The Wednesday morning headlines took Schellenberg off the hook. King Leopold III of Belgium and Queen Wilhelmina of the Netherlands, having been apprised of the impending German invasion, issued a joint peace appeal. At that afternoon’s short meeting, Best and Stevens were told that everything was on hold pending Hitler’s response to the joint appeal. In any case, Schellenberg said, a move against the Führer by the German opposition was being organized, and the much-talked-about general would definitely be available the next day, November 9. Best and Stevens consented to yet another meeting.
That night of November 8, Nazi Party “Old Guard” veterans met for their annual get-together at the Bürgerbräukeller, Munich’s most famous beer cellar. Their celebration was to be rudely shattered by Johann Georg Elser, a small, black-haired carpenter who was thoroughly disillusioned with Naziism. Following through on a year-old decision, Elser had stolen black powder pellets, dynamite and gelatin. With them, he constructed a detonation device that relied on redundant clocks, which could be set up to six days in advance. Elser had made more than 30 trips to the beer hall earlier in the year, hiding until closing time so he could work during the night. He bored into one of the main room’s massive wood-veneered brick pillars to form a space large enough to accommodate his homemade bomb. The explosives were inserted on the night of November 1. Five nights later, the clocks went in. Elser made the last of his many nocturnal visits on the 7th for a final check. The following morning, when the building reopened, he left his hiding place and fled through the rear door. Later that morning, he paid 11 marks for a railroad ticket to the Swiss border.
Soon after 8 p.m. that November 8, as a band struck up the “Badenweiler March,” Hitler strode into the Munich beer hall. Cheers from about 3,000 stalwarts greeted him. The Führer took his place at the rostrum directly in front of a swastika-draped pillar, inside of which two clocks ticked unheard. By 9:07, Hitler had finished his speech, which was shorter than the previous year’s, and departed. Most of his audience returned to its beer and carousing. At 9:20, Elser’s infernal device detonated, collapsing the overhead balcony and ceiling. Seven Nazis and a waitress died; more than 60 people were hurt. Hitler had been saved because he had to be in Berlin early the next morning and bad weather had forced him to take a train.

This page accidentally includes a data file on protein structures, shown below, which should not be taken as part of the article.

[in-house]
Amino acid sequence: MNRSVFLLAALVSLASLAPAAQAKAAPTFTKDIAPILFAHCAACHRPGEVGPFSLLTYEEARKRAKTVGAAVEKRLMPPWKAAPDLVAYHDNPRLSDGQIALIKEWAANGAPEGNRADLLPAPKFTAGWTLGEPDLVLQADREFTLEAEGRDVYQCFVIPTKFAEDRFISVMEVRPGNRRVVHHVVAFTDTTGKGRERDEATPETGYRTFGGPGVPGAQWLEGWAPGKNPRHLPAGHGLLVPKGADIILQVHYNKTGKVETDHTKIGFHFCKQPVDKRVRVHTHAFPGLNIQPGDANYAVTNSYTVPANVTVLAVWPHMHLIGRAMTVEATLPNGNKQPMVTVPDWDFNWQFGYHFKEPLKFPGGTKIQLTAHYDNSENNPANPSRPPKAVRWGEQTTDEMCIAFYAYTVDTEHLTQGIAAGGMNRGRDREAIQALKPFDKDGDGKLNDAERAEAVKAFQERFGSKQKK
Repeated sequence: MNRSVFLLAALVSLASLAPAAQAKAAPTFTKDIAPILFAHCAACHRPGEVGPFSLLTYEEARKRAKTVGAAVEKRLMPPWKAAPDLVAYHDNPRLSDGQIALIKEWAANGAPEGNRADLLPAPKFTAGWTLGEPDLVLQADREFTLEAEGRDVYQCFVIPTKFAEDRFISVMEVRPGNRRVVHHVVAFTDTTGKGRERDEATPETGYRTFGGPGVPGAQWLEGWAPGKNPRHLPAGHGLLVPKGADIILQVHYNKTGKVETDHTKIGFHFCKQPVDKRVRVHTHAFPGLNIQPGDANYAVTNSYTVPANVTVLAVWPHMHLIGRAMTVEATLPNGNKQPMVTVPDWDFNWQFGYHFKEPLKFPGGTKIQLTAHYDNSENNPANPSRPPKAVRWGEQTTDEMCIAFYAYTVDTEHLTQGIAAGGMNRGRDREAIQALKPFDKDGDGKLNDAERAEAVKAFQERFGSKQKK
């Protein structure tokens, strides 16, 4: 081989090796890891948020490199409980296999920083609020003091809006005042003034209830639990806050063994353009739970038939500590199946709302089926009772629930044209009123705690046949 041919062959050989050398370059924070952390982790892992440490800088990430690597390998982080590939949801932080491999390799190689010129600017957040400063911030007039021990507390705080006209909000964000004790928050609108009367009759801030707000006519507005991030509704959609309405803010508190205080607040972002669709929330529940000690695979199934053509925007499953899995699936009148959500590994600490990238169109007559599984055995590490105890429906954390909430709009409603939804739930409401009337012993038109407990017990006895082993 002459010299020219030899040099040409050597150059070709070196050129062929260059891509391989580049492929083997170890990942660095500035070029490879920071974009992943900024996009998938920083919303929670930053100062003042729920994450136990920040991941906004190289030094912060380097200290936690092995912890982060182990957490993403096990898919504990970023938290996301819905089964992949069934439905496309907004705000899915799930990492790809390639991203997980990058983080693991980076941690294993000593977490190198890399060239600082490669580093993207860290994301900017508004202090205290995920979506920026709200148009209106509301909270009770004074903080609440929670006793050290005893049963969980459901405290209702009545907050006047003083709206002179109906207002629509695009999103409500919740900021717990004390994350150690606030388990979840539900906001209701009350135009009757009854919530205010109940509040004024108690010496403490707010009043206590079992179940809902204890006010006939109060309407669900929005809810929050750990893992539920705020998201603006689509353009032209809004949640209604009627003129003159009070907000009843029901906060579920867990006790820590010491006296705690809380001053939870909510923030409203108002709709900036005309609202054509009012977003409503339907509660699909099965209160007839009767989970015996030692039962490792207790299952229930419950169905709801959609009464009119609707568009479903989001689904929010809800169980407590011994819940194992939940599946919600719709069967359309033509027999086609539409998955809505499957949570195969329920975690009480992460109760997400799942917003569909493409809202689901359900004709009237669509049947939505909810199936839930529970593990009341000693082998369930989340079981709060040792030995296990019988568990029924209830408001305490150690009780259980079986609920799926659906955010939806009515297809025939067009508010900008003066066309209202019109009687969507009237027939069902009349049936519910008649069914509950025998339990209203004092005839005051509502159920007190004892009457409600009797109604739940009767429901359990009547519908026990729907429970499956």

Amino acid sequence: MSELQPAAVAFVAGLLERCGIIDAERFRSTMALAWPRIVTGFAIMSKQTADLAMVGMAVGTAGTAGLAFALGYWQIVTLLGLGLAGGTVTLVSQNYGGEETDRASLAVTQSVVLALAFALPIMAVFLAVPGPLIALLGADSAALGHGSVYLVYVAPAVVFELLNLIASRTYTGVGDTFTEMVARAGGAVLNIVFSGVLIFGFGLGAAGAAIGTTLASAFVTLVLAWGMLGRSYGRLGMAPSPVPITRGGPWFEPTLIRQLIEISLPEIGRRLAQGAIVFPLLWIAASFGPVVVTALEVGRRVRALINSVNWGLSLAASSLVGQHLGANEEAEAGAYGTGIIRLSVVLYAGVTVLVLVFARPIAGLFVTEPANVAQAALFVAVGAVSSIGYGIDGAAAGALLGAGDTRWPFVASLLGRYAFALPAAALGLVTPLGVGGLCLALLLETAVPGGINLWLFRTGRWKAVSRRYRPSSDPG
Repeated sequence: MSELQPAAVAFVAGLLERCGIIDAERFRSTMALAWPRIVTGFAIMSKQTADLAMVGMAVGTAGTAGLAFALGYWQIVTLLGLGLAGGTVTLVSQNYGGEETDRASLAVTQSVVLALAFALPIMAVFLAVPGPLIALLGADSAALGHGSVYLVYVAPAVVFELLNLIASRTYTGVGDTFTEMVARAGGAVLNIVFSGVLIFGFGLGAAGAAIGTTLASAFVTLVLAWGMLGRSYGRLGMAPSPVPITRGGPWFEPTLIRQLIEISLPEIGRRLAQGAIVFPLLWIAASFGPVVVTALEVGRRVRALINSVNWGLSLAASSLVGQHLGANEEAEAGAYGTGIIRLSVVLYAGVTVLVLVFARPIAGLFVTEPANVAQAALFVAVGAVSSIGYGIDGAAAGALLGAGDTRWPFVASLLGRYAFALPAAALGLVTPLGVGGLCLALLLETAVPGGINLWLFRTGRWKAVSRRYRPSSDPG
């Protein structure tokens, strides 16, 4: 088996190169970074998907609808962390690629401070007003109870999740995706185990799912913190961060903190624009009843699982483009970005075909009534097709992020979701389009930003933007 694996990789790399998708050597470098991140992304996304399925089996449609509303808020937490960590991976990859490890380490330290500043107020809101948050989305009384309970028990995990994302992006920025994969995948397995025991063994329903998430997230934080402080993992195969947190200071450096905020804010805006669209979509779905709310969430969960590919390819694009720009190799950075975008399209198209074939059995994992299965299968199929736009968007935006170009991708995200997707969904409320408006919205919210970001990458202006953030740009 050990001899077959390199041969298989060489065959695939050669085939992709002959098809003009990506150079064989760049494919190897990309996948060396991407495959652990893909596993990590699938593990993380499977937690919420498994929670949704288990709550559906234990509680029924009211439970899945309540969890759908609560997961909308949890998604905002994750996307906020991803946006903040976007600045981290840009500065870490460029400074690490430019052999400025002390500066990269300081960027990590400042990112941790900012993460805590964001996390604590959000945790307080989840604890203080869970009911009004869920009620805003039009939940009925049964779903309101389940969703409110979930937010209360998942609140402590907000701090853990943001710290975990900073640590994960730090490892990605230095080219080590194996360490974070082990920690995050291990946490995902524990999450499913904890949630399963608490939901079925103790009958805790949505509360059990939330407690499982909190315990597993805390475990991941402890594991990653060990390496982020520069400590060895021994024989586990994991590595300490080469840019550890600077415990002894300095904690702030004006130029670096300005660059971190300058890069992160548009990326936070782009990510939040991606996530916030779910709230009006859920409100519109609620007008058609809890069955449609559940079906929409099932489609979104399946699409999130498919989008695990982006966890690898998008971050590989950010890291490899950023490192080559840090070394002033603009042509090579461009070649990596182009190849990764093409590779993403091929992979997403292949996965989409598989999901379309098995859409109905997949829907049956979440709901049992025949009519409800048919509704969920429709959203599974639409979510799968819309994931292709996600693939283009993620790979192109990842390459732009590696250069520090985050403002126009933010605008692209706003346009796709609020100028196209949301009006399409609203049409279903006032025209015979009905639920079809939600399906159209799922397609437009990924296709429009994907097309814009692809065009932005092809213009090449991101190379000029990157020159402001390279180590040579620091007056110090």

Shortly before the failed assassination attempt, a pair of German customs men at the Swiss frontier were distracted from listening to Hitler’s broadcast speech when they noticed someone trying to sneak across the border. Challenged, Elser raised his hands in surrender. He quickly confessed to planting the bomb, but Hitler refused to believe he could have acted alone.
The Führer raged that the “English Secret Service” was responsible for the beer hall blast. Weren’t the British encouraging German dissidence and insisting on his removal? After talking to Hitler, following the explosion, SS leader Heinrich Himmler phoned Schellenberg in Düsseldorf. He told Schellenberg, “…and this is an order, when you meet the British agents for your conference tomorrow, you are to arrest them immediately and bring them to Germany.” It was a frustrated Schellenberg who notified Naujocks to make arrangements for what came to be known as the Venlo Incident.
Later that same morning in The Hague, Best, Stevens and Klop prepared for another drive across southern Holland. Best, whose dislike of the less-experienced Stevens had been growing, had deep misgivings about the meeting. In fact, he had been suspicious of the entire operation since its inception. Stevens, apparently thrilled to be playing an important role in history, had shrugged off warnings from others, who recalled previous Nazi border violations. Not feeling up to driving both ways, Best contacted a Dutch driver, Jan Lemmens, and asked him to accompany them and take the wheel during the drive back from Venlo.